They Really Do Hate Us

Todd Zywicki reviews Jonathan Haidt's book on psychology and politics. Two interesting points. First, Haidt singles out five "vectors" of social morality or values and finds Liberals care about only two of the five, whereas Conservatives tend to value all five:
Initially for Haidt what he focused on was ideas of “disgust.” Over time that has broadened and he describes five key vectors or values of psychological morality: (1) care/harm, (2) fairness, (3) loyalty, (4) authority, and (5) sanctity. Haidt finds in his research that self-described “conservatives” tend to value all five vectors of morality (as he defines them). Liberals, by contrast, place a high value on “care” and “fairness” and a lower value on loyalty, authority, and sanctity. On the two values that conservatives and liberals both value (care and fairness) they do not define those terms the same way, although they both value them according to their different definitions.
Secondly, conservatives can understand liberals, but liberals can't understand conservatives.
One other point that I find really interesting and important about Haidt’s work is his findings on the ability of different groups to empathize across these ideological divides. So in his book (p. 287) Haidt reports on the following experiment: after determining whether someone is liberal or conservative, he then has each person answer the standard battery of questions as if he were the opposite ideology. So, he would ask a liberal to answer the questions as if he were a “typical conservative” and vice-versa. What he finds is quite striking: “The results were clear and consistent. Moderates and conservatives were most accurate in their predictions, whether they were pretending to be liberals or conservatives. Liberals were the least accurate, especially those who describe themselves as ‘very liberal.’ The biggest errors in the whole study came when liberals answered the Care and Fairness questions while pretending to be conservatives.” In other words, moderates and conservatives can understand the liberal worldview and liberals are unable to relate to the conservative worldview, especially when it comes to questions of care and fairness.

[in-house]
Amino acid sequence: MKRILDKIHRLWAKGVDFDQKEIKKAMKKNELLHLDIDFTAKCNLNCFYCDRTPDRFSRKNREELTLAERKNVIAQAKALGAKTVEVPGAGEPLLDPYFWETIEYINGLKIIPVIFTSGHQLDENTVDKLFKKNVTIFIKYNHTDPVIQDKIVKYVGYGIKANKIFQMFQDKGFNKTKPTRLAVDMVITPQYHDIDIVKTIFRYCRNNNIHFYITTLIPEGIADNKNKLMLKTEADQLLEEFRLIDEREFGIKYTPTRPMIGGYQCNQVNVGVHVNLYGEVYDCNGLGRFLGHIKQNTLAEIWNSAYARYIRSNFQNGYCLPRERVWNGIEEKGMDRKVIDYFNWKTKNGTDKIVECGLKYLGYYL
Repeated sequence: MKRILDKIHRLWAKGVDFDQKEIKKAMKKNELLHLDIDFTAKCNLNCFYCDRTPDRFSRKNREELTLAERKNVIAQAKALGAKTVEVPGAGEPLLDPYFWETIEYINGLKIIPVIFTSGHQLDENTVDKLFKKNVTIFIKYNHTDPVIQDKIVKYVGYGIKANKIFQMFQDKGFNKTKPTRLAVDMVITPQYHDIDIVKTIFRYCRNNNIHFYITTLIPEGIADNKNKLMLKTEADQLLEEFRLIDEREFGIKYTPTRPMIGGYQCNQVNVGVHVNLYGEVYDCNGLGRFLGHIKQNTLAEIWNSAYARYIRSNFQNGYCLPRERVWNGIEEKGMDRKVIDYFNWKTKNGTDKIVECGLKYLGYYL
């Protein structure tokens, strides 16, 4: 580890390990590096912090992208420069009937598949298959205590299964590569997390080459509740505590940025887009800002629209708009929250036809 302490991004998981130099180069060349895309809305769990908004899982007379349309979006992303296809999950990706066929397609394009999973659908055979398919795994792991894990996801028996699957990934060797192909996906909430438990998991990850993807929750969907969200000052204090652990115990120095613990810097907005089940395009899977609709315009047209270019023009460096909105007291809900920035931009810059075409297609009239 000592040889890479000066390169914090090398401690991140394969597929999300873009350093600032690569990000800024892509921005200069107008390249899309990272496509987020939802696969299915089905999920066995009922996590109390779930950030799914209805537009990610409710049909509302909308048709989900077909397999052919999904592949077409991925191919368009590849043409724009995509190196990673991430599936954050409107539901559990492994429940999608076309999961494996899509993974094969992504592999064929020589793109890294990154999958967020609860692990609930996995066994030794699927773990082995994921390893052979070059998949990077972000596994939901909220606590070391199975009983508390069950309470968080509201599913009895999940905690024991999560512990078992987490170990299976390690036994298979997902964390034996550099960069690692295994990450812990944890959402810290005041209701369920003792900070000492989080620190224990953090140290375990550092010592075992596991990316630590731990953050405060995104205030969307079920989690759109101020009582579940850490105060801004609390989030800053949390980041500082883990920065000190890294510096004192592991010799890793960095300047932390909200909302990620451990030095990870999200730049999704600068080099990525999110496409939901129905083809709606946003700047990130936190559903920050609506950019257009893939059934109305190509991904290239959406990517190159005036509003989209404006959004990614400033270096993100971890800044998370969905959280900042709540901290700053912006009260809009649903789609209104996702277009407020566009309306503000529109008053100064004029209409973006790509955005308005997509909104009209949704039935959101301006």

In short, Haidt’s research suggests that many liberals really do believe that conservatives are heartless bastards–or as a friend of mine once remarked, “Conservatives think that liberals are good people with bad ideas, whereas liberals think conservatives are bad people”–and very liberal people think that especially strongly. Haidt suggests that there is some truth to this.

And why would that be? RTWT.  Filing this under "perky little tyrants" because:
As an aside, I think the “thinness” of the liberal moral worldview may explain a phenomenon that has puzzled me, which is the speed at which liberal views harden into orthodoxy and the willingness of liberals to use various forms of compulsion to enforce that orthodoxy.
Not sure I buy the psychological explanation. Always be suspicious of efforts to reduce free persons to behaviorist automatons. I suspect Hayek's Road to Serfdom explains the phenomenon better than Haidt. But it's still interesting that sociology/psychology can measure the closedness of the typical liberal mind.